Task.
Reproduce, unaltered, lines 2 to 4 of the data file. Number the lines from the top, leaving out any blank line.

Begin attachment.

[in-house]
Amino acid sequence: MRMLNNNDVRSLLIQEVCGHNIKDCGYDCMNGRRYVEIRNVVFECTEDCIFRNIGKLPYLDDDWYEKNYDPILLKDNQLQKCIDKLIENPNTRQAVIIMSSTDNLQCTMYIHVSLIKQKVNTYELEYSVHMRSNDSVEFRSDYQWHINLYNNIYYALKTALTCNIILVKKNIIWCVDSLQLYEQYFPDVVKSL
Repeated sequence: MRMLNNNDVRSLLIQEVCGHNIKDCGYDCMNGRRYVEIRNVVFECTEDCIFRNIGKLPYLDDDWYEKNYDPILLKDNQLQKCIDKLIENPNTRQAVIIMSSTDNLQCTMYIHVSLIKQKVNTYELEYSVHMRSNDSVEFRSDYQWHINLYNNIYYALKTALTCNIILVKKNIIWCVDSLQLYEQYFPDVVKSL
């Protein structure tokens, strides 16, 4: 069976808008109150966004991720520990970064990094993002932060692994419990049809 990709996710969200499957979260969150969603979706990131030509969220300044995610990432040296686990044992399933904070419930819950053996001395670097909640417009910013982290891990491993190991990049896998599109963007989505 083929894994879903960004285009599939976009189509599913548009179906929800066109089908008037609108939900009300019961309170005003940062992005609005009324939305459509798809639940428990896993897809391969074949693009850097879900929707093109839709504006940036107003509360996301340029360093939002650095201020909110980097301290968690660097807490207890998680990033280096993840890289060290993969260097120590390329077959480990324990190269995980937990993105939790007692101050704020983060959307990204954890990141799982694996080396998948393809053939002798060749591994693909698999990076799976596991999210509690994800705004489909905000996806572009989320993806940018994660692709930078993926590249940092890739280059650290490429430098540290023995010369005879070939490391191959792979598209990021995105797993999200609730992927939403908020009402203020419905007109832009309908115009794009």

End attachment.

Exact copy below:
Amino acid sequence: MRMLNNNDVRSLLIQEVCGHNIKDCGYDCMNGRRYVEIRNVVFECTEDCIFRNIGKLPYLDDDWYEKNYDPILLKDNQLQKCIDKLIENPNTRQAVIIMSSTDNLQCTMYIHVSLIKQKVNTYELEYSVHMRSNDSVEFRSDYQWHINLYNNIYYALKTALTCNIILVKKNIIWCVDSLQLYEQYFPDVVKSL
Repeated sequence: MRMLNNNDVRSLLIQEVCGHNIKDCGYDCMNGRRYVEIRNVVFECTEDCIFRNIGKLPYLDDDWYEKNYDPILLKDNQLQKCIDKLIENPNTRQAVIIMSSTDNLQCTMYIHVSLIKQKVNTYELEYSVHMRSNDSVEFRSDYQWHINLYNNIYYALKTALTCNIILVKKNIIWCVDSLQLYEQYFPDVVKSL
């Protein structure tokens, strides 16, 4: 069976808008109150966004991720520990970064990094993002932060692994419990049809 990709996710969200499957979260969150969603979706990131030509969220300044995610990432040296686990044992399933904070419930819950053996001395670097909640417009910013982290891990491993190991990049896998599109963007989505 083929894994879903960004285009599939976009189509599913548009179906929800066109089908008037609108939900009300019961309170005003940062992005609005009324939305459509798809639940428990896993897809391969074949693009850097879900929707093109839709504006940036107003509360996301340029360093939002650095201020909110980097301290968690660097807490207890998680990033280096993840890289060290993969260097120590390329077959480990324990190269995980937990993105939790007692101050704020983060959307990204954890990141799982694996080396998948393809053939002798060749591994693909698999990076799976596991999210509690994800705004489909905000996806572009989320993806940018994660692709930078993926590249940092890739280059650290490429430098540290023995010369005879070939490391191959792979598209990021995105797993999200609730992927939403908020009402203020419905007109832009309908115009794009």